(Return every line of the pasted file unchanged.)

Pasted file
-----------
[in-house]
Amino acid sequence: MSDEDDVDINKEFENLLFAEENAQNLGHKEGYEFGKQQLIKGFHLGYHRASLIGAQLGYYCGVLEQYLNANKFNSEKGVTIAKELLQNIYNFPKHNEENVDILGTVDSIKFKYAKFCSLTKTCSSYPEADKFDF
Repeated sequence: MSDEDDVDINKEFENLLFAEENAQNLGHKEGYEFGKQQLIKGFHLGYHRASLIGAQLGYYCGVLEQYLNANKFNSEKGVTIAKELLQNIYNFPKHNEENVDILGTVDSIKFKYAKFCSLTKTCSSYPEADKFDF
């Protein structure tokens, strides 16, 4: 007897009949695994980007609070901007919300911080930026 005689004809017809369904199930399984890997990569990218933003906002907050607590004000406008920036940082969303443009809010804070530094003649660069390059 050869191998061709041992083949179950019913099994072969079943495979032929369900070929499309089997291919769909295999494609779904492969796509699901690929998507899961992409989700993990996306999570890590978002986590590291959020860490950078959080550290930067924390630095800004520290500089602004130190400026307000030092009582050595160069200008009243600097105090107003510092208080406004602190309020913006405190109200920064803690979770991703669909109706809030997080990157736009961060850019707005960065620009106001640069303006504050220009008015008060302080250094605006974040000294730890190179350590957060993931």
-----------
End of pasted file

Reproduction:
[in-house]
Amino acid sequence: MSDEDDVDINKEFENLLFAEENAQNLGHKEGYEFGKQQLIKGFHLGYHRASLIGAQLGYYCGVLEQYLNANKFNSEKGVTIAKELLQNIYNFPKHNEENVDILGTVDSIKFKYAKFCSLTKTCSSYPEADKFDF
Repeated sequence: MSDEDDVDINKEFENLLFAEENAQNLGHKEGYEFGKQQLIKGFHLGYHRASLIGAQLGYYCGVLEQYLNANKFNSEKGVTIAKELLQNIYNFPKHNEENVDILGTVDSIKFKYAKFCSLTKTCSSYPEADKFDF
């Protein structure tokens, strides 16, 4: 007897009949695994980007609070901007919300911080930026 005689004809017809369904199930399984890997990569990218933003906002907050607590004000406008920036940082969303443009809010804070530094003649660069390059 050869191998061709041992083949179950019913099994072969079943495979032929369900070929499309089997291919769909295999494609779904492969796509699901690929998507899961992409989700993990996306999570890590978002986590590291959020860490950078959080550290930067924390630095800004520290500089602004130190400026307000030092009582050595160069200008009243600097105090107003510092208080406004602190309020913006405190109200920064803690979770991703669909109706809030997080990157736009961060850019707005960065620009106001640069303006504050220009008015008060302080250094605006974040000294730890190179350590957060993931």